Additionally, the diocese plans to evacuate IDPs from Agagbe camp where they are surrounded by danger to Naka camp, which is safer, Ihyula said.
Meanwhile, the JPC official of Makurdi Diocese foresees a rise in attacks in Benue State after the Feb. 25 elections that declared 70-year-old Bola Ahmed Tinubu winner of Nigeria’s highly disputed presidential poll.
“The Fulani attacks have been ongoing for years now. In fact, a day hardly passes by without receiving reports of attacks in one village or the other. But with their [Islamist attackers] people entrenched deep in power, all we see in the future are more attacks,” Ihyula said.
“More villages will be displaced,” he said, adding that the Catholic Church in Makurdi will, however, “keep telling the story” to the whole world of the persecution of farming and Christian communities in Nigeria.
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A report that Denis Hurley Peace Institute (DHPI) shared with ACI Africa on March 3 indicates that barely a day after the elections attackers invaded Tse Alaa in Udaaya community in Guma LGA of Benue State around 9 p.m. and opened fire, killing about eight people before moving to the neighboring village of Tse Magum. There, continued attacks resulted in several deaths, though the exact number has not been confirmed yet.
DHPI reports that armed Fulanis have been attacking various villages of Turan specifically, Moon, Mkômon, Mbadura, and Yaav district all in Kwande LGA.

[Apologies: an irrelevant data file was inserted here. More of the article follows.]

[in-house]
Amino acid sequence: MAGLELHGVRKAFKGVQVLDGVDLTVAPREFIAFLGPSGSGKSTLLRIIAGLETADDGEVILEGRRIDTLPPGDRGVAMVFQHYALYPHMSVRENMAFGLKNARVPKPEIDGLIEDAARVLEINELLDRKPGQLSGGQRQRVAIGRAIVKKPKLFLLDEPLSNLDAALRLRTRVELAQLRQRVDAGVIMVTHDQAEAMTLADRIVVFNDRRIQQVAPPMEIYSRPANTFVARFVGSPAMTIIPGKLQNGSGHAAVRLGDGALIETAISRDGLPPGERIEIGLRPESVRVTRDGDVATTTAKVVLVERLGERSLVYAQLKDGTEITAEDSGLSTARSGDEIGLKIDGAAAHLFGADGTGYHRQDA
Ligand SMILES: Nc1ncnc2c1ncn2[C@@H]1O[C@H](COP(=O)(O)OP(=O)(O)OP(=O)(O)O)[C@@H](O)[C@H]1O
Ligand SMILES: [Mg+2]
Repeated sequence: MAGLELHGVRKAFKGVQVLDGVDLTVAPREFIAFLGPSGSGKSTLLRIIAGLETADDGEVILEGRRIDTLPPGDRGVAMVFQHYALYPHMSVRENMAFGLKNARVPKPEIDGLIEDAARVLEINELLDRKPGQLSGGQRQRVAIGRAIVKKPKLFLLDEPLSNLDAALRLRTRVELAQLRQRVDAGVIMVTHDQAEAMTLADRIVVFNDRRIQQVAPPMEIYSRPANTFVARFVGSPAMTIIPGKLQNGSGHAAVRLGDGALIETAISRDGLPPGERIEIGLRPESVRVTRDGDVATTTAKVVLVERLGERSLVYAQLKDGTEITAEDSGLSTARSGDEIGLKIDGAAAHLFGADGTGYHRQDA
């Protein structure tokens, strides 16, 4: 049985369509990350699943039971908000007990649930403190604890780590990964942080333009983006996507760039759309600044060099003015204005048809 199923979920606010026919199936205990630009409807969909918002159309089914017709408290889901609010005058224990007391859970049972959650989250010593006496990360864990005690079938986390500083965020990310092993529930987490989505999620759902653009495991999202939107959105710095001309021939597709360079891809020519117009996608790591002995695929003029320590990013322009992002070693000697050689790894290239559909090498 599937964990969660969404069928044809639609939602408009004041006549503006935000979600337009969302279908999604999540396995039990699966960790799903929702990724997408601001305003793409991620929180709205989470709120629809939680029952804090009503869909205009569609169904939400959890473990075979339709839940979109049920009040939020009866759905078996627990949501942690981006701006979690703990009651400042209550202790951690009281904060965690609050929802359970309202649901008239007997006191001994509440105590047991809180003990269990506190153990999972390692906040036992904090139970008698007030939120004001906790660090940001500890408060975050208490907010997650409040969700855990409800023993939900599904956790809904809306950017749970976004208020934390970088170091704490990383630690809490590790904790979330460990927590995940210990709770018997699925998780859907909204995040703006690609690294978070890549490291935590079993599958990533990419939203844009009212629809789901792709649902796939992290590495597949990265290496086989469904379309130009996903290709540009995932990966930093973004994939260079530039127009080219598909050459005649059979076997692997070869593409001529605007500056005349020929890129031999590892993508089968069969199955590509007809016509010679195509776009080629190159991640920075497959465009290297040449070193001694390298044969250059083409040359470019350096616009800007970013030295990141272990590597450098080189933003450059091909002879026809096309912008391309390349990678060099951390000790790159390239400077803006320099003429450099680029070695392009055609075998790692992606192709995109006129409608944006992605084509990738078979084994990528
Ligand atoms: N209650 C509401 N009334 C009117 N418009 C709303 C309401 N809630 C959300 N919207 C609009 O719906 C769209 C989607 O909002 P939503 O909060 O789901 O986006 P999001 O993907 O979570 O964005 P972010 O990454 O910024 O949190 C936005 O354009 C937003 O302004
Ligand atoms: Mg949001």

Jato Aka in the area is now filled with fleeing villagers, according to DHPI, the peace entity of the Southern Africa Catholic Bishops’ Conference (SACBC), which is researching the armed conflict in Nigeria’s Benue State says.
DHPI, which has described the violence perpetrated by armed Fulanis as “a gathering storm,” links the attacks to the outcome of the presidential election.
“The [herdsmen] have never hidden their preference for the All Progressives Congress, which they believe will protect them if it wins elections in Benue State. The election results have motivated the killers who have become more daring,” DHPI says in the March 3 report.
This story was first published by ACI Africa, CNA’s African news partner. It has been adapted by CNA.
Agnes Aineah is a Kenyan journalist with a background in digital and newspaper reporting. She holds a Bachelor's Degree in Linguistics, Media and Communications from Kenya's Moi University. Agnes currently serves as a journalist for ACI Africa.